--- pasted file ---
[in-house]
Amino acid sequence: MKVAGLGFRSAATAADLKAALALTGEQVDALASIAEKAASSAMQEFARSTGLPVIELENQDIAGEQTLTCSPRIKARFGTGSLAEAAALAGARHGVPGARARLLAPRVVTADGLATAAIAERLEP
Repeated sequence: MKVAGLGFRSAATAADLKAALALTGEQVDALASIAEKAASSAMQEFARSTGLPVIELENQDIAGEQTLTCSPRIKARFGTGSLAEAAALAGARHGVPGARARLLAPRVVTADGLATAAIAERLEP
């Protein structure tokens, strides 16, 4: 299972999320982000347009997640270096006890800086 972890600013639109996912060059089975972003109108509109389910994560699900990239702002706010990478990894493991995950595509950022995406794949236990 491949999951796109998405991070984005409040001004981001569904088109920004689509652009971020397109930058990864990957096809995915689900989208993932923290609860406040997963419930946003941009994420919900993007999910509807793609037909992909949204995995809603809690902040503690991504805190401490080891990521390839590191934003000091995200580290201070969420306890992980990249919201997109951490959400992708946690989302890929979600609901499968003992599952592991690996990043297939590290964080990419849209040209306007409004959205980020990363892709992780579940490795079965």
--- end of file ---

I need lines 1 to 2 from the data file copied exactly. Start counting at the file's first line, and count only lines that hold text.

[in-house]
Amino acid sequence: MKVAGLGFRSAATAADLKAALALTGEQVDALASIAEKAASSAMQEFARSTGLPVIELENQDIAGEQTLTCSPRIKARFGTGSLAEAAALAGARHGVPGARARLLAPRVVTADGLATAAIAERLEP